Farah back after 'scary' illness

Mo Farah is aiming for a European double

Mo Farah is aiming for a European double

First published in National Sport © by

What started as an infected tooth ended in Mo Farah collapsing in his bathroom and being airlifted to hospital due to concerns over his heart.

The details of the illness which forced the double Olympic gold medallist out of the Commonwealth Games make frightening reading - but he is now ready to get back on the medal trail at the European Championships in Zurich.

The 31-year-old was expected to be one of the star turns of Glasgow 2014, only to pull out just days before competition got under way at Hampden Park as he continued his recovery from the illness.

It was known at the time that Farah had been admitted to an American hospital with abdominal pains, but the extent of his troubles in the build-up to the Games makes even his recovery for this week's Europeans, where he will bid for another 5,000 and 10,000 metres double, impressive.

"I basically had a tooth taken out because it was chipped and it got infected," he said.

"I was in a bit of pain, but went for a run and when I came back I literally collapsed on the bathroom floor, completely knocked out.

"I had my phone in my pocket, so when I woke up and became conscious I called Cam (Levins) my training partner, the guy who came third at the Commonwealth Games, and he came round and got me on to my bed.

"I was in so much pain from my stomach and so he called an ambulance and it took me to hospital. I then had to be airlifted to the main hospital as they thought something was going on with my heart - it was just crazy.

"I was in hospital for four days and it was scary, but these things happen and so I missed quite a lot of running.

"I would have loved to have come back and continued the road to the Commonwealth Games.

"I didn't want to disappoint my fans and all those who had bought tickets, but I just wasn't ready - I was nowhere near ready.

"I did one track session and Paula (Radcliffe) was timing me and she told me I should stop. Someone like Paula telling you to stop, you know there is something wrong and I just wasn't right - she could see that. It took a lot out of me.

"Later on Paula said I'd taken the easy option, which is not fair as she'd seen me struggle. I was quite disappointed, but in myself, Mo Farah, if I'm going to turn up I have to be 100 per cent.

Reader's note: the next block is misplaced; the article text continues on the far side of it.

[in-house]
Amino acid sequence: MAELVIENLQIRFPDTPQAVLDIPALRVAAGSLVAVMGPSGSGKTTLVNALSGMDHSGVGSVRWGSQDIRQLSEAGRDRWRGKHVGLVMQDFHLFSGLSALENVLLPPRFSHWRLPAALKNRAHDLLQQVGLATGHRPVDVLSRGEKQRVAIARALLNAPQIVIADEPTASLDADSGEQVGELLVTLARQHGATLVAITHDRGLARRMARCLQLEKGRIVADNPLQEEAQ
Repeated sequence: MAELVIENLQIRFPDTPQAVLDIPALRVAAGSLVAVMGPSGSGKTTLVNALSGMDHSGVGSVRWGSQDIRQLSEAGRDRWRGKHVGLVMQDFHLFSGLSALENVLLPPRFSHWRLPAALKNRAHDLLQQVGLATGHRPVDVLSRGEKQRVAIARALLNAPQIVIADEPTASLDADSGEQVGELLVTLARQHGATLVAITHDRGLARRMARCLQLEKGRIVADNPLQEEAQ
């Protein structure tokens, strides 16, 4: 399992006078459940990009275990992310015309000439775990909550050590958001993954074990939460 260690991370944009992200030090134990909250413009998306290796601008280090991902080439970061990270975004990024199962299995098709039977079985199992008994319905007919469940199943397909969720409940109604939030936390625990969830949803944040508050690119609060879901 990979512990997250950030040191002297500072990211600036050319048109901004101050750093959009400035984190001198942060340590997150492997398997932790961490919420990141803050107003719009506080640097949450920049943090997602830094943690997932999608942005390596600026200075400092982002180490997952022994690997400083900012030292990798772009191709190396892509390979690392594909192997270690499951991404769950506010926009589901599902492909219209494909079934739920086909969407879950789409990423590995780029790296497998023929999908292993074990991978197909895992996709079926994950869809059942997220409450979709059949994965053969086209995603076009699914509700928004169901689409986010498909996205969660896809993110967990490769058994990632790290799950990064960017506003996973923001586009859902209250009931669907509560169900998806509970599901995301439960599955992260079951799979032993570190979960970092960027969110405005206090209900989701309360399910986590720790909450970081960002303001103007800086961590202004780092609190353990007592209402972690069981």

"I'm not going to turn up in my home country and get beaten. A lot of those Kenyan guys I can beat when I'm 100 per cent, but if I'm 80 or 90 per cent I'm just asking to get beaten."

Farah has done a lot of training since then and feels in "decent shape" after the illness and the "long road" back after his first dalliance with marathon running.

He was disappointed with eighth-placed finish in the London Marathon in April - "I thought I'd have done better," he admitted - and Wednesday's 10,000m final in Zurich will be only his second race since then.

Still, that lack of competition should leave Farah fresh to again tackle the long-distance double in a competition that proved the catalyst to his success.

"The Europeans will always be in my heart and as an athlete you've always to remember where it all started," he said, referring to the 2010 edition in Barcelona when he topped the podium in both events.

"For the rest of the team, I'll try and show them that I started here, and that if you work hard you can achieve more and hopefully we'll have a strong team here and win lots of medals.

"At the start of the year I thought about the marathon, which changed the programme, but after the marathon didn't go so well I thought I want do well - show what can I do.

"The Commonwealths didn't happen, but now I'm here at the Europeans and I want to come away with two wins."

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